Wednesday, January 18, 2012

Tip-Flute Spalls and Preforms

A tip-flute spall and preform
I took a few extra artifact photos yesterday that aren't for the report.  These are just reference photos for me to use the next time I need to make tip-fluted endblades.   In the Arctic, tip-fluting is a unique characteristic of Dorset Palaeoeskimo endblades.  The tip-flute spalls that are produced as a by product of the technique are just as diagnostic as a finished endblade.

The tip-flute spalls on the left were removed from the left side of this preform, or one just like it.  The one on the right of the preform is a right sided spall, but I don't think it came off of this preform.   Its from an endblade that was more finely worked to a later stage.
I couldn't quite get any of the spalls to refit the preform, but a couple of them are such close matches to the material and pattern in the rock, that I'm sure they're part of the same knapping episode.  There's a spall sitting on the preform in this picture, but its almost invisible.  The spall on the right is very interesting to me because it didn't quite come off correctly.  The knapper was intending to make a spall about half the width, but instead s/he accidently removed most of the face of the endblade, rather than just one edge.  It preserves the complete tip of the endblade and shows how the platform was set up for a flute removal.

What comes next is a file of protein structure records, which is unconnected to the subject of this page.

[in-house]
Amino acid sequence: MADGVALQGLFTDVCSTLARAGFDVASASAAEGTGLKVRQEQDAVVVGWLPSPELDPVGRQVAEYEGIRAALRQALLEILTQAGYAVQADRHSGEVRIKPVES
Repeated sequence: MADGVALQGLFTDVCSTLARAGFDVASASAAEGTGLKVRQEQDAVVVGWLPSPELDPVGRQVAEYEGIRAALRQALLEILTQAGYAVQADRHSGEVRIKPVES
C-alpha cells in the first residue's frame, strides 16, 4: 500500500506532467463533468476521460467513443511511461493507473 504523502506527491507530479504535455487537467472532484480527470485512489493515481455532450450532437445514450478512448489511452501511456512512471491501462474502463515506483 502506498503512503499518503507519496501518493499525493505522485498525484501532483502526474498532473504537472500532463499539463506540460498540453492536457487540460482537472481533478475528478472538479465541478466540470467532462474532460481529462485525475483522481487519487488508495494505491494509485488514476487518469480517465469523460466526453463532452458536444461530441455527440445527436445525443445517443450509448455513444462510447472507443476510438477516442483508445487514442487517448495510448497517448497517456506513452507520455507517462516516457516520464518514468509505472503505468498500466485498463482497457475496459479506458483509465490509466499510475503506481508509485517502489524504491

Viewed from the side you can see how the edge was prepared for fluting.   The preform is relatively thick and although its worked bifacially, it hasn't really been thinned - its more of as alternately flaked stitched edge.  The scale of this preform seems out of proportion to the finished product and there seem to have been multiple flutes removed very early in the process.  Multiple tip-flutes leading up to the final two that are usually visible on a finished endblade are normal, but this piece seems excessive in a number of regards.  It makes me wonder if its a practice or teaching piece.   As I write that, I realize there are a couple papers about novice Palaeo-eskimo flinknappers that I should go read.
Photo Credits: Tim Rast

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